“As a Redskins fan I never thought the name was offensive,” said Jihoon Kim (10), avid fan of the Washington Redskins. “But I do see how it might have targeted certain minorities. Regardless of my personal opinion, if the Redskins do not have the Native Americans’ consent, they need to change the name.” 

Despite many sports teams starting to rebrand controversial names, another controversy is arising in the wake of the name changes. Many ardent fans of the controversial teams are questioning whether the names are offensive at all, arguing that name changes are not necessary and potentially detrimental to their team. Amidst the heated debate, many Redskins fans are asserting that the name “Redskins” was a nod to the Native Americans’ bravery rather than an offensive slur aimed at deriding the minority. Others claim that the “Redskins” name and the team mascot were originally adopted to celebrate Native American culture and heritage. Most strikingly, advocates of preserving the “Redskins” name point out how 9 out of 10 Americans, according to a survey by the Annenberg Public Policy Center, are not bothered by the name. In the eyes of Redskins fans, the name change is, in sum, an extremely narrow-minded decision favoring the offended few of the Native American minority at the cost of decades of history, Super Bowls, pride, and glory attributed with the “Redskins” franchise. Similar complaints have been echoed by Indians fans. Indians fans argue that stripping the team of its 105-year old name would be a heavy blow to the franchise’s deep history and pride. Indians fans also point out how progressive the Indians have been in the past. Ever since it was founded in 1915, the Cleveland Indians have been among the most multicultural organizations in baseball, being the first MLB team to sign a Native American player, the first team to welcome a black player, and the first MLB team to have a black manager. Drawing on this notably progressive history of the Cleveland Indians, the Indians fans maintain that changing the team name would be unnecessary as the franchise has already overridden associated racist caricatures and proven its multicultural openness. Others contend that a name change is a step too far as the Cleveland Indians had already dropped their controversial Chief Wahoo mascot in 2018. Nevertheless, the controversy surrounding the issue is certainly tipping in favor of Native American activists and signaling the birth of a new standard in racism that extends into sports team names.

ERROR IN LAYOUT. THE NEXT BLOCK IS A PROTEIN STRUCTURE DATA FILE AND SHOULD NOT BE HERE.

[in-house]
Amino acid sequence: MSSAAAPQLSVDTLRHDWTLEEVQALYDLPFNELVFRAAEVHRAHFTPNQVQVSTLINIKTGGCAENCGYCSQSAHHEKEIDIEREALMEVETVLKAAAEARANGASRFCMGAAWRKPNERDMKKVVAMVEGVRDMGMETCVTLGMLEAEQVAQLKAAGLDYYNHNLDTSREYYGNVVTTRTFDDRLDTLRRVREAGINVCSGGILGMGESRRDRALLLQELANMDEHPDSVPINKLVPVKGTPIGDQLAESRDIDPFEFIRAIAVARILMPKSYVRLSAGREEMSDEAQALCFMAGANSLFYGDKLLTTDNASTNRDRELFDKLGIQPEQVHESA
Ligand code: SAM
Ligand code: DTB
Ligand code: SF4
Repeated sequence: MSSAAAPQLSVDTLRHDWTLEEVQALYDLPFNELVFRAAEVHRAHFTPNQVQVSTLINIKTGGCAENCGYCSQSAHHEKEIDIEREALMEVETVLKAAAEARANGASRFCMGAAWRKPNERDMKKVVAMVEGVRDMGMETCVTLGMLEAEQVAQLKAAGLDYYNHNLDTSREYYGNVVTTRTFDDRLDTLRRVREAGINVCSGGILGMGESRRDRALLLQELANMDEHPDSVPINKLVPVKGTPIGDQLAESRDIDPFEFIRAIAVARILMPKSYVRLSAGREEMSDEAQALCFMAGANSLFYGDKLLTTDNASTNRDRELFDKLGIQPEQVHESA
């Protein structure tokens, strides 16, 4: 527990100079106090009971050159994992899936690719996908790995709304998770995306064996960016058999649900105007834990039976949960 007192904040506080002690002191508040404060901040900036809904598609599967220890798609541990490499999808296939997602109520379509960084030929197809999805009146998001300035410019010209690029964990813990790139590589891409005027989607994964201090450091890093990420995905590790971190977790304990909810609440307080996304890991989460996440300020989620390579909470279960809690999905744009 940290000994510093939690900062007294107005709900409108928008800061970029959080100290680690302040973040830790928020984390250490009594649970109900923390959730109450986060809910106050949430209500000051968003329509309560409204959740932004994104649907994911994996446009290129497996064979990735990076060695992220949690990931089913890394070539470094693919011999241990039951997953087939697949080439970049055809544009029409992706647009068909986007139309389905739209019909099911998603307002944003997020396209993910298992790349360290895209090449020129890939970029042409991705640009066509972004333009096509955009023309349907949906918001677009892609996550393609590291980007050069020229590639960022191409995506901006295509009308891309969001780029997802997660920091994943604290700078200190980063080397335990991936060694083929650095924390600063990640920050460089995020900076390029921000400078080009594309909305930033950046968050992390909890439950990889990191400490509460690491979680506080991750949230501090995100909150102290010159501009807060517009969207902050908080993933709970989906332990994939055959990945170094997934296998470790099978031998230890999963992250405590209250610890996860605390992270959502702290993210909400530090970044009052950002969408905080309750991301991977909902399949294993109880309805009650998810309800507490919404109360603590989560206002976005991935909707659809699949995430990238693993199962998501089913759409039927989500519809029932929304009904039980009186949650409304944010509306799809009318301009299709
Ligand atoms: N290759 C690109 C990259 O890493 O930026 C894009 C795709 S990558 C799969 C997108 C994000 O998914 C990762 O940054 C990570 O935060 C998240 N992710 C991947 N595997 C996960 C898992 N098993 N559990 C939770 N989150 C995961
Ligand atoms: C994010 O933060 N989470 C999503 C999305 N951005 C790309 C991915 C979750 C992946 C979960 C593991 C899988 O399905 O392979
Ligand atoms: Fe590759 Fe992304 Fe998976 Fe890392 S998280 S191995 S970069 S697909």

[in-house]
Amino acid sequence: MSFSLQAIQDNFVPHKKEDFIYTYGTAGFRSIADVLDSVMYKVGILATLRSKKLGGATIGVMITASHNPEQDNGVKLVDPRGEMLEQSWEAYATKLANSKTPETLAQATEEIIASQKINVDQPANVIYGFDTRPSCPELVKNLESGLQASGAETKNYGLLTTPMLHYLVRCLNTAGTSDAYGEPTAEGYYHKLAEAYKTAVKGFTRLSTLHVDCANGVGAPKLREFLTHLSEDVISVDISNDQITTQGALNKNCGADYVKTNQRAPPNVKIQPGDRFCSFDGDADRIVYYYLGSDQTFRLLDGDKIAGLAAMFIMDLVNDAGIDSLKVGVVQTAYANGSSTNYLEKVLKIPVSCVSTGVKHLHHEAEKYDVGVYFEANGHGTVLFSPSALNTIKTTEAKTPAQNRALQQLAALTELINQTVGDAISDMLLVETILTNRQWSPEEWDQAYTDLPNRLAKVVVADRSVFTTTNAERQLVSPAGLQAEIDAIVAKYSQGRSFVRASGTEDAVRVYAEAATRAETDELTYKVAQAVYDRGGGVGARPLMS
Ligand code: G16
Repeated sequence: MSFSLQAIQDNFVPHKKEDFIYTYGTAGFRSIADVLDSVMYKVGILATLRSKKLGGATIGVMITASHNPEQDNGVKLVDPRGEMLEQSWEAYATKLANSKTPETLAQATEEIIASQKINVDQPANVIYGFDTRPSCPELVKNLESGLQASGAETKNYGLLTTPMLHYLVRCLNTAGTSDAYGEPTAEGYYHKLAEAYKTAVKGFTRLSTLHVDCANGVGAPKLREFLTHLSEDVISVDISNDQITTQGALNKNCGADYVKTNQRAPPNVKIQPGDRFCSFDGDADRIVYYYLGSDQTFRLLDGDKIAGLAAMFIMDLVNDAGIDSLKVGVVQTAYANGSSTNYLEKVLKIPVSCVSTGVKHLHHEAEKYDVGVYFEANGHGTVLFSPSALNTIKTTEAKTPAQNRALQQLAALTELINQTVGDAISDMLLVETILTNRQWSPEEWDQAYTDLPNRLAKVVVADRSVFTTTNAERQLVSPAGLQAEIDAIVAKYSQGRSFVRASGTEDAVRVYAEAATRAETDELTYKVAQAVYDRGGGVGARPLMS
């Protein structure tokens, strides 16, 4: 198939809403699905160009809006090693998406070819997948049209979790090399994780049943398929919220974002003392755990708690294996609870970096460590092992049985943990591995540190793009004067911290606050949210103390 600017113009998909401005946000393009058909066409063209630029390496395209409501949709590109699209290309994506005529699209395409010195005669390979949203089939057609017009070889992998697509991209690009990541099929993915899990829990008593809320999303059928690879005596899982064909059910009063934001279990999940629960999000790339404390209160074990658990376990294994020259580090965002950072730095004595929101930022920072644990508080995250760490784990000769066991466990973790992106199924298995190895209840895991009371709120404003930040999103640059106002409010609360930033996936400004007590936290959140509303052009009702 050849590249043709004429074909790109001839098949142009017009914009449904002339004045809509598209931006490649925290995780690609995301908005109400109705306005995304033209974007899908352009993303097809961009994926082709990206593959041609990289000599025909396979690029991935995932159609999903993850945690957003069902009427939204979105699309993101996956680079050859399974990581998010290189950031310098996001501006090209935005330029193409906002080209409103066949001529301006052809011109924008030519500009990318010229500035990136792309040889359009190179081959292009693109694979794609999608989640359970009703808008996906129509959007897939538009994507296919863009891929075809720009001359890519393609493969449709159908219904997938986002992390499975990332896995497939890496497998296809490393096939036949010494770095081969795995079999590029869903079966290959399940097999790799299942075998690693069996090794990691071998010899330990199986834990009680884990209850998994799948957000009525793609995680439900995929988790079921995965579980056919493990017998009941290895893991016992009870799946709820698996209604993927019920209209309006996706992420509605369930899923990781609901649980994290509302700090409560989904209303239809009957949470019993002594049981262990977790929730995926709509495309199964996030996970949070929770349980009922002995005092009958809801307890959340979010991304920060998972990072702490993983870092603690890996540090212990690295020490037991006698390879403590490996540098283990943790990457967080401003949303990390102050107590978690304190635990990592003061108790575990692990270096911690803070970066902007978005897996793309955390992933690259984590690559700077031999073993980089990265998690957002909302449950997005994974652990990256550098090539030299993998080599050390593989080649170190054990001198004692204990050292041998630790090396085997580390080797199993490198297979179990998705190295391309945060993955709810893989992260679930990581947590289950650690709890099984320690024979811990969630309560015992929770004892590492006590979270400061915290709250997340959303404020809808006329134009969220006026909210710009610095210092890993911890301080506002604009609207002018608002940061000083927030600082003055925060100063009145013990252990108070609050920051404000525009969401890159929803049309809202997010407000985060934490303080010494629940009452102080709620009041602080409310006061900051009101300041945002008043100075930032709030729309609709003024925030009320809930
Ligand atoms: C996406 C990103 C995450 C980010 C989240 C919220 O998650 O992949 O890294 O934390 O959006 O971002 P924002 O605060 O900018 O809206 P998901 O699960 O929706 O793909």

“There are no benefits in keeping the names,” said Timothy Munro, physical education teacher. “I also do not see any reason why a name change would be detrimental for the sports teams. A name change does not affect the team itself in any way. The Montreal Expos, for example, were relocated to Washington and renamed the Washington Nationals. That didn’t stop them from winning the 2019 World Series. A name change is a necessary step for combatting racism and a fear of tainting franchise pride with a name change is out of the equation.”